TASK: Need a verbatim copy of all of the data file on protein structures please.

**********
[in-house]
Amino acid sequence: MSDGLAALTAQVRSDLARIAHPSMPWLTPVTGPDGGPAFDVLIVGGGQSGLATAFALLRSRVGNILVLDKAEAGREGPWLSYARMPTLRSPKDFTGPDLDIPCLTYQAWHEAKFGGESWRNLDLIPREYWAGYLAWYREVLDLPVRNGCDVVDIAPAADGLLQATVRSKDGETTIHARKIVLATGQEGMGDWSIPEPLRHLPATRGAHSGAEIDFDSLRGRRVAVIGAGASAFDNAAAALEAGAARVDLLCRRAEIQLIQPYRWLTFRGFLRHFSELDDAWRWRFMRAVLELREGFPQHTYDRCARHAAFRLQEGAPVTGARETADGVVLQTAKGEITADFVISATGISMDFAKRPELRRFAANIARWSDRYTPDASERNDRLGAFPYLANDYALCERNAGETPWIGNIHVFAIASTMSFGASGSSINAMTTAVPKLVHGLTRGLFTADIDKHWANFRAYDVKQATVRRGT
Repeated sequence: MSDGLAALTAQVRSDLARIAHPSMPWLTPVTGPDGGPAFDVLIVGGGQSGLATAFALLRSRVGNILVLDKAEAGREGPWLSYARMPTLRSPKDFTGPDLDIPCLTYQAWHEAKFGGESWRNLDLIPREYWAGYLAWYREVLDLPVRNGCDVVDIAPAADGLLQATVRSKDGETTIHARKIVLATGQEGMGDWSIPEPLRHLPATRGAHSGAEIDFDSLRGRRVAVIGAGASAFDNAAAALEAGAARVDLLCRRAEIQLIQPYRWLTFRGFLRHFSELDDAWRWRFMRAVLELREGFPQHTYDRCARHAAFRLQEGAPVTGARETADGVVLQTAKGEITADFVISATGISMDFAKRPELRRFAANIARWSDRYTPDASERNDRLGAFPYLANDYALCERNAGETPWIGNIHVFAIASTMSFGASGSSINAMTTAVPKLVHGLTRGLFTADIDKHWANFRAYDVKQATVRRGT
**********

[in-house]
Amino acid sequence: MSDGLAALTAQVRSDLARIAHPSMPWLTPVTGPDGGPAFDVLIVGGGQSGLATAFALLRSRVGNILVLDKAEAGREGPWLSYARMPTLRSPKDFTGPDLDIPCLTYQAWHEAKFGGESWRNLDLIPREYWAGYLAWYREVLDLPVRNGCDVVDIAPAADGLLQATVRSKDGETTIHARKIVLATGQEGMGDWSIPEPLRHLPATRGAHSGAEIDFDSLRGRRVAVIGAGASAFDNAAAALEAGAARVDLLCRRAEIQLIQPYRWLTFRGFLRHFSELDDAWRWRFMRAVLELREGFPQHTYDRCARHAAFRLQEGAPVTGARETADGVVLQTAKGEITADFVISATGISMDFAKRPELRRFAANIARWSDRYTPDASERNDRLGAFPYLANDYALCERNAGETPWIGNIHVFAIASTMSFGASGSSINAMTTAVPKLVHGLTRGLFTADIDKHWANFRAYDVKQATVRRGT
Repeated sequence: MSDGLAALTAQVRSDLARIAHPSMPWLTPVTGPDGGPAFDVLIVGGGQSGLATAFALLRSRVGNILVLDKAEAGREGPWLSYARMPTLRSPKDFTGPDLDIPCLTYQAWHEAKFGGESWRNLDLIPREYWAGYLAWYREVLDLPVRNGCDVVDIAPAADGLLQATVRSKDGETTIHARKIVLATGQEGMGDWSIPEPLRHLPATRGAHSGAEIDFDSLRGRRVAVIGAGASAFDNAAAALEAGAARVDLLCRRAEIQLIQPYRWLTFRGFLRHFSELDDAWRWRFMRAVLELREGFPQHTYDRCARHAAFRLQEGAPVTGARETADGVVLQTAKGEITADFVISATGISMDFAKRPELRRFAANIARWSDRYTPDASERNDRLGAFPYLANDYALCERNAGETPWIGNIHVFAIASTMSFGASGSSINAMTTAVPKLVHGLTRGLFTADIDKHWANFRAYDVKQATVRRGT